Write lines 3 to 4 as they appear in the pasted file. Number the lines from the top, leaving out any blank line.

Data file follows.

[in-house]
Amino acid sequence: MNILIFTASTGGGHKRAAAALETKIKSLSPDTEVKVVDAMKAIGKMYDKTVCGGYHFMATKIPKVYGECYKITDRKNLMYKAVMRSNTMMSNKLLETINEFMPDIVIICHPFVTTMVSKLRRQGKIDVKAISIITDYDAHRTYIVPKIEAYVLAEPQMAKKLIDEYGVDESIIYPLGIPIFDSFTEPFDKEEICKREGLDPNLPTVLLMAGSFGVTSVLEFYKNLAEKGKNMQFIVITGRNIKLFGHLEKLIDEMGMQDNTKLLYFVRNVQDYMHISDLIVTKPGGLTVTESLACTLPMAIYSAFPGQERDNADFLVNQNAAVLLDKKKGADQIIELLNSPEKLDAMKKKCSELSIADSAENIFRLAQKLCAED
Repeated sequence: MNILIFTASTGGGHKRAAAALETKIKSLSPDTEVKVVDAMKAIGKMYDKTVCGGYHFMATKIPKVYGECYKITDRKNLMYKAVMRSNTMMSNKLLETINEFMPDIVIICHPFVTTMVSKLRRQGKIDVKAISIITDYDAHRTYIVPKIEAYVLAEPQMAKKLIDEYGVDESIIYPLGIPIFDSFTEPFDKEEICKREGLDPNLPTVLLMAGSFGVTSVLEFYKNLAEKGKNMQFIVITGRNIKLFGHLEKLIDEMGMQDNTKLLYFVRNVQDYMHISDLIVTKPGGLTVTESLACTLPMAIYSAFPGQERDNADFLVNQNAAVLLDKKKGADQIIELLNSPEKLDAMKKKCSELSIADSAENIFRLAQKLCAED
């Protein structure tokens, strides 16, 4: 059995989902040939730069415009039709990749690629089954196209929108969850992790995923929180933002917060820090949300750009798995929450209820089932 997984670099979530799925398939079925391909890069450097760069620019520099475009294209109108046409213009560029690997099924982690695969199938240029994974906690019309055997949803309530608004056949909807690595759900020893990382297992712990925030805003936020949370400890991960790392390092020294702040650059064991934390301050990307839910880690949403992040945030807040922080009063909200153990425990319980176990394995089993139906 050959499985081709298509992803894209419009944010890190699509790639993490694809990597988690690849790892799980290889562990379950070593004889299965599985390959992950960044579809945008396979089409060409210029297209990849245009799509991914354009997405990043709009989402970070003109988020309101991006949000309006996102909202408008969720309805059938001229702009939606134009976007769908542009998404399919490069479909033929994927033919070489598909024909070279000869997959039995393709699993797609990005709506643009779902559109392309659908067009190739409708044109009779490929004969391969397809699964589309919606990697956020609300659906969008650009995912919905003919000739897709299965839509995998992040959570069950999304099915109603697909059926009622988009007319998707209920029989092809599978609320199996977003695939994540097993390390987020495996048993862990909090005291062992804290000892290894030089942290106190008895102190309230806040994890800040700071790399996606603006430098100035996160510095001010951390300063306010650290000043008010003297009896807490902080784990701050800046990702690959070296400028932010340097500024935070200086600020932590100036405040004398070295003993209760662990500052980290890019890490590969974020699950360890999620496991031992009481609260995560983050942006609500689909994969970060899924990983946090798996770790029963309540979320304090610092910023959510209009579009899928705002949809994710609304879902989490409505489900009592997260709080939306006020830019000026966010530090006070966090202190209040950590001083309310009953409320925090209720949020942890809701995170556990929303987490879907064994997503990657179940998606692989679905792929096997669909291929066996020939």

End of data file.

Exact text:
Repeated sequence: MNILIFTASTGGGHKRAAAALETKIKSLSPDTEVKVVDAMKAIGKMYDKTVCGGYHFMATKIPKVYGECYKITDRKNLMYKAVMRSNTMMSNKLLETINEFMPDIVIICHPFVTTMVSKLRRQGKIDVKAISIITDYDAHRTYIVPKIEAYVLAEPQMAKKLIDEYGVDESIIYPLGIPIFDSFTEPFDKEEICKREGLDPNLPTVLLMAGSFGVTSVLEFYKNLAEKGKNMQFIVITGRNIKLFGHLEKLIDEMGMQDNTKLLYFVRNVQDYMHISDLIVTKPGGLTVTESLACTLPMAIYSAFPGQERDNADFLVNQNAAVLLDKKKGADQIIELLNSPEKLDAMKKKCSELSIADSAENIFRLAQKLCAED
């Protein structure tokens, strides 16, 4: 059995989902040939730069415009039709990749690629089954196209929108969850992790995923929180933002917060820090949300750009798995929450209820089932 997984670099979530799925398939079925391909890069450097760069620019520099475009294209109108046409213009560029690997099924982690695969199938240029994974906690019309055997949803309530608004056949909807690595759900020893990382297992712990925030805003936020949370400890991960790392390092020294702040650059064991934390301050990307839910880690949403992040945030807040922080009063909200153990425990319980176990394995089993139906 050959499985081709298509992803894209419009944010890190699509790639993490694809990597988690690849790892799980290889562990379950070593004889299965599985390959992950960044579809945008396979089409060409210029297209990849245009799509991914354009997405990043709009989402970070003109988020309101991006949000309006996102909202408008969720309805059938001229702009939606134009976007769908542009998404399919490069479909033929994927033919070489598909024909070279000869997959039995393709699993797609990005709506643009779902559109392309659908067009190739409708044109009779490929004969391969397809699964589309919606990697956020609300659906969008650009995912919905003919000739897709299965839509995998992040959570069950999304099915109603697909059926009622988009007319998707209920029989092809599978609320199996977003695939994540097993390390987020495996048993862990909090005291062992804290000892290894030089942290106190008895102190309230806040994890800040700071790399996606603006430098100035996160510095001010951390300063306010650290000043008010003297009896807490902080784990701050800046990702690959070296400028932010340097500024935070200086600020932590100036405040004398070295003993209760662990500052980290890019890490590969974020699950360890999620496991031992009481609260995560983050942006609500689909994969970060899924990983946090798996770790029963309540979320304090610092910023959510209009579009899928705002949809994710609304879902989490409505489900009592997260709080939306006020830019000026966010530090006070966090202190209040950590001083309310009953409320925090209720949020942890809701995170556990929303987490879907064994997503990657179940998606692989679905792929096997669909291929066996020939």